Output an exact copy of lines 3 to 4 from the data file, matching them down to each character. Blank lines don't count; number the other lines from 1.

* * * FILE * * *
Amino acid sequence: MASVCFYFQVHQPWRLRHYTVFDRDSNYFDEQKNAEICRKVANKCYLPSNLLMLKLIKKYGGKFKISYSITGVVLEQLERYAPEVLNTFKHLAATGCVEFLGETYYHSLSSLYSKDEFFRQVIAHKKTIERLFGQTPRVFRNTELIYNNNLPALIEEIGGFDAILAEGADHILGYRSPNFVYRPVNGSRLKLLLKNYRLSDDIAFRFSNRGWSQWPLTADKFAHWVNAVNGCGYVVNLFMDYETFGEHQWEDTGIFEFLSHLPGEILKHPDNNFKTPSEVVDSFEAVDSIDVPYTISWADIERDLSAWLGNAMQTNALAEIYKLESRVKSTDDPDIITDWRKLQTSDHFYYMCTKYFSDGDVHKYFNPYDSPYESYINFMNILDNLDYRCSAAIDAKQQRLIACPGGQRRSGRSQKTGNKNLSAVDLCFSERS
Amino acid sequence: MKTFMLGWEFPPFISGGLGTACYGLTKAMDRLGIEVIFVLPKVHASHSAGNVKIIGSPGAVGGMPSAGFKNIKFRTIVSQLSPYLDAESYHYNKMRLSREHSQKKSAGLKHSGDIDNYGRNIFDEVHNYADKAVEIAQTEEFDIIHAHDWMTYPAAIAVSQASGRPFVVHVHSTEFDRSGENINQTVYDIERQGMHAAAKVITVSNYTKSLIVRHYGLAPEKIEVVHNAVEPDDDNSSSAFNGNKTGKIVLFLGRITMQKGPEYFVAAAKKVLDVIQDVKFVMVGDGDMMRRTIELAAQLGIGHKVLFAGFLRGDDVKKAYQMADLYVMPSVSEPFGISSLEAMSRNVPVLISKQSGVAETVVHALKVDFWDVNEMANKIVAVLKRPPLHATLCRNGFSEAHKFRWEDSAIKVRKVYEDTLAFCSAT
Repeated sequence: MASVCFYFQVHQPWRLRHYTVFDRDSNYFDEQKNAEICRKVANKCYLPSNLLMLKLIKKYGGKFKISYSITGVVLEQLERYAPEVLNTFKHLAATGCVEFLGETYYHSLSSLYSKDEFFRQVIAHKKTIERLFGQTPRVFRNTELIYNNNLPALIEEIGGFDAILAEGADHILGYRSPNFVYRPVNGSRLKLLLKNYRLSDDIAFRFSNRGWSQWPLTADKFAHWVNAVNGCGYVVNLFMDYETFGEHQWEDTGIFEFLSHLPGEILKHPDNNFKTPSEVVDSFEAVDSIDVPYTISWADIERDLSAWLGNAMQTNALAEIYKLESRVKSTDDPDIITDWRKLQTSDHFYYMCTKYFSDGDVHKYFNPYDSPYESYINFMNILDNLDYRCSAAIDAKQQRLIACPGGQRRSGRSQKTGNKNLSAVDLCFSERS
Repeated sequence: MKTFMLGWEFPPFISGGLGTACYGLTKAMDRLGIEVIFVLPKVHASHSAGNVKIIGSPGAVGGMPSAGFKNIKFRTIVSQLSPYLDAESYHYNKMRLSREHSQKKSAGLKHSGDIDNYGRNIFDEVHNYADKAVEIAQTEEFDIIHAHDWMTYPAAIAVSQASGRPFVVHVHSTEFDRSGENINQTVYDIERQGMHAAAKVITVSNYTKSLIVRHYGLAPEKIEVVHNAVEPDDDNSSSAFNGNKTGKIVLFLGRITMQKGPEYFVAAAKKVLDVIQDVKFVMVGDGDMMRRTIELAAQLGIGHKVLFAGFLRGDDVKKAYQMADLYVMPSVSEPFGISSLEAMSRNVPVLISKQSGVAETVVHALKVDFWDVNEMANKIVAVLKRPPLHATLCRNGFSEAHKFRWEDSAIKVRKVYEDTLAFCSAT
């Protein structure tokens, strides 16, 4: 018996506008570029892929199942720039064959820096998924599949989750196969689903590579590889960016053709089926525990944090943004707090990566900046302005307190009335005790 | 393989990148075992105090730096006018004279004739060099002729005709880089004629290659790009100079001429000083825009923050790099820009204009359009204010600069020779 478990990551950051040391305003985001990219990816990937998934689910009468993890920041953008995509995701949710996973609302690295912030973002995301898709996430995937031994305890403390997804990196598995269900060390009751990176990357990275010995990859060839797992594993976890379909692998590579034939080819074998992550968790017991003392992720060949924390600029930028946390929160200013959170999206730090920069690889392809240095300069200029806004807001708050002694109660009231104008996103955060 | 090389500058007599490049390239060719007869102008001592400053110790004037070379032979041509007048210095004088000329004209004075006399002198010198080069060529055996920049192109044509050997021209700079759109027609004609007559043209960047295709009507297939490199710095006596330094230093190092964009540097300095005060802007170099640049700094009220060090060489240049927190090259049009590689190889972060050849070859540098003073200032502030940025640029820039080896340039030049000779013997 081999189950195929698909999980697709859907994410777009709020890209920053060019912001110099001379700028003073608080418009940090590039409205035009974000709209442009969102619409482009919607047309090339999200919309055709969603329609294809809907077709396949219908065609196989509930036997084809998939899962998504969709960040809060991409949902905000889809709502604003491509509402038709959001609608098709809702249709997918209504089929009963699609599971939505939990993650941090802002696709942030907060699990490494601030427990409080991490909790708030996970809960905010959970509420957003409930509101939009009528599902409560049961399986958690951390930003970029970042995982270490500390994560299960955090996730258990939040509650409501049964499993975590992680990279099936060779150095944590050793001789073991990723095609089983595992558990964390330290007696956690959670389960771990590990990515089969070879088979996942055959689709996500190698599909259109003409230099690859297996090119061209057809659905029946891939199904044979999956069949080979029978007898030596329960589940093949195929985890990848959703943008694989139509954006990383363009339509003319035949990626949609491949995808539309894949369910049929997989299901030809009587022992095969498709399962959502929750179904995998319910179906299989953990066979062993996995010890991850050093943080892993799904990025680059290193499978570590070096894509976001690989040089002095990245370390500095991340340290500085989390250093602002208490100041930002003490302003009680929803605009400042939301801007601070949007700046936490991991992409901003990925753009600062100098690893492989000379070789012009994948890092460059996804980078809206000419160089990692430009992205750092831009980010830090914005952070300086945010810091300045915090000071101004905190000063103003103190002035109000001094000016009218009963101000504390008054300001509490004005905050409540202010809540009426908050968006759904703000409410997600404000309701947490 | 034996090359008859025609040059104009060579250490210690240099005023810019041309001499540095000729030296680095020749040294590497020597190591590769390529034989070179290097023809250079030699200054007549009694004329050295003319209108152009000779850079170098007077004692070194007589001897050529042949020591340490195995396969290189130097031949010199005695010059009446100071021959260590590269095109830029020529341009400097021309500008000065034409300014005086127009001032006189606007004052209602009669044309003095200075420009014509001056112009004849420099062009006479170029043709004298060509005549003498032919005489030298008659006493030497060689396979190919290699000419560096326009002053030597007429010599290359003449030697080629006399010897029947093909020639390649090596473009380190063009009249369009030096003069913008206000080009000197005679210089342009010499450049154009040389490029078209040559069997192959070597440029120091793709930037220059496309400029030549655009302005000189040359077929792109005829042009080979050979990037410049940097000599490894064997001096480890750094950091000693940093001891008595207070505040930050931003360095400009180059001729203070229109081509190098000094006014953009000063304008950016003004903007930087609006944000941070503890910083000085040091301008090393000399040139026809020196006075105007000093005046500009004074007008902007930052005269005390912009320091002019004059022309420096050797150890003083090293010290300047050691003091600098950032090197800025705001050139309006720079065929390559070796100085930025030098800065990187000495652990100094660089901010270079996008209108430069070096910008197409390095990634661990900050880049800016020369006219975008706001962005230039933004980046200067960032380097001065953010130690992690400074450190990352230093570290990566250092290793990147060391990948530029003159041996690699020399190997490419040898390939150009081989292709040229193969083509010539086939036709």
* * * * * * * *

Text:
Repeated sequence: MASVCFYFQVHQPWRLRHYTVFDRDSNYFDEQKNAEICRKVANKCYLPSNLLMLKLIKKYGGKFKISYSITGVVLEQLERYAPEVLNTFKHLAATGCVEFLGETYYHSLSSLYSKDEFFRQVIAHKKTIERLFGQTPRVFRNTELIYNNNLPALIEEIGGFDAILAEGADHILGYRSPNFVYRPVNGSRLKLLLKNYRLSDDIAFRFSNRGWSQWPLTADKFAHWVNAVNGCGYVVNLFMDYETFGEHQWEDTGIFEFLSHLPGEILKHPDNNFKTPSEVVDSFEAVDSIDVPYTISWADIERDLSAWLGNAMQTNALAEIYKLESRVKSTDDPDIITDWRKLQTSDHFYYMCTKYFSDGDVHKYFNPYDSPYESYINFMNILDNLDYRCSAAIDAKQQRLIACPGGQRRSGRSQKTGNKNLSAVDLCFSERS
Repeated sequence: MKTFMLGWEFPPFISGGLGTACYGLTKAMDRLGIEVIFVLPKVHASHSAGNVKIIGSPGAVGGMPSAGFKNIKFRTIVSQLSPYLDAESYHYNKMRLSREHSQKKSAGLKHSGDIDNYGRNIFDEVHNYADKAVEIAQTEEFDIIHAHDWMTYPAAIAVSQASGRPFVVHVHSTEFDRSGENINQTVYDIERQGMHAAAKVITVSNYTKSLIVRHYGLAPEKIEVVHNAVEPDDDNSSSAFNGNKTGKIVLFLGRITMQKGPEYFVAAAKKVLDVIQDVKFVMVGDGDMMRRTIELAAQLGIGHKVLFAGFLRGDDVKKAYQMADLYVMPSVSEPFGISSLEAMSRNVPVLISKQSGVAETVVHALKVDFWDVNEMANKIVAVLKRPPLHATLCRNGFSEAHKFRWEDSAIKVRKVYEDTLAFCSAT